As we head into the summer months, the weather is clearing up in Seattle but not the rhetoric. In a recent article, we discussed some of the conflicting news about how good things are for Seattle commercial real estate or how bad things are. For example, it was touted that Seattle had surpassed New York in terms of being the most favored place for volume of invested foreign dollars. If we read only the headlines, then we miss the story. The answer is yes, it is true, but the question is why? Investors spent about $2.5 Billion in Seattle in the last four quarters (deals greater than $2.5 Million). That was a decline in volume in Seattle commercial real estate of 11% from the previous 12 months. Further, the driver was “Safety”. The primary assets were long term leases in Class A office buildings tied to Tech Tenants (think Amazon, Facebook, Google, Microsoft). It should be further noted that most of this capital, about $1.2 Billion, came out of or through Canada.

An Urbanist (Doug Trumm) jumped on the news that Seattle had a growth rate of 2.2% to lead all top 50 major US cities for the last year. The article went on to site activities in specific areas of Seattle, which have street activities, such as the University District and other communities outside of the CBD in downtown. He further focused on all the construction going on and plans proceeding towards developments. He fails to realize the reality in Seattle that it now takes over two years to get through the approval process to obtain a permit and that construction alone will take 2-3 years. This is the tail of the activities generated 3-5 years ago, not the dog that walks the street today. Where has this population growth gone, if vacancy rates in multi-family have not materially changed from their decline?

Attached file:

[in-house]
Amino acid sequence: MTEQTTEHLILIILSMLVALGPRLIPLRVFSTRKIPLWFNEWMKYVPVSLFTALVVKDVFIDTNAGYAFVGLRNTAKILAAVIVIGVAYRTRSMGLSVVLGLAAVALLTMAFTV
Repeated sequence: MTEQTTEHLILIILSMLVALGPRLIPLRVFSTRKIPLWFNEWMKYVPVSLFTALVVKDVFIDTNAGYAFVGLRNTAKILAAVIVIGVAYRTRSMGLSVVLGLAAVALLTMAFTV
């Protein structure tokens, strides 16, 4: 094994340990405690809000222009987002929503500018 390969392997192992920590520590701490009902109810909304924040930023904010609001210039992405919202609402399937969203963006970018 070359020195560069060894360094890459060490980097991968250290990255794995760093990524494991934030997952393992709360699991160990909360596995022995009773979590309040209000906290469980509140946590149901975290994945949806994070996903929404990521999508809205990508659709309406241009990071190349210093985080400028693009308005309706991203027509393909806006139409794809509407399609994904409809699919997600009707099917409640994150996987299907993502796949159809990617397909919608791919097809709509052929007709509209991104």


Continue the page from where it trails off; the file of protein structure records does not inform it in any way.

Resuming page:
There is hope and optimism as evidenced by the proposed Charter Amendment 29 up for consideration in this fall’s election. The mandates would create a potential long term solution to address issues of homelessness, street crime, addiction, and mental health. Voices such as our ex-governor are rising to say that there must be an integrated approach to address these issues with full and complete coordination of all services to eradicate the problems and to prosecute those who are deserving of prosecution.

At the end of June, the State has mandated things return to normal with offices and services open to all. Services to those most in need will no longer be limited to online. It is the fond hope of the professionals of Seattle Commercial Real Estate that the direction of the deterioration of civility and the reality of the cutting of police forces will bring about a change in the direction of the City of Seattle and result in positive growth in commercial real estate. That growth is the true barometer of the health of the City.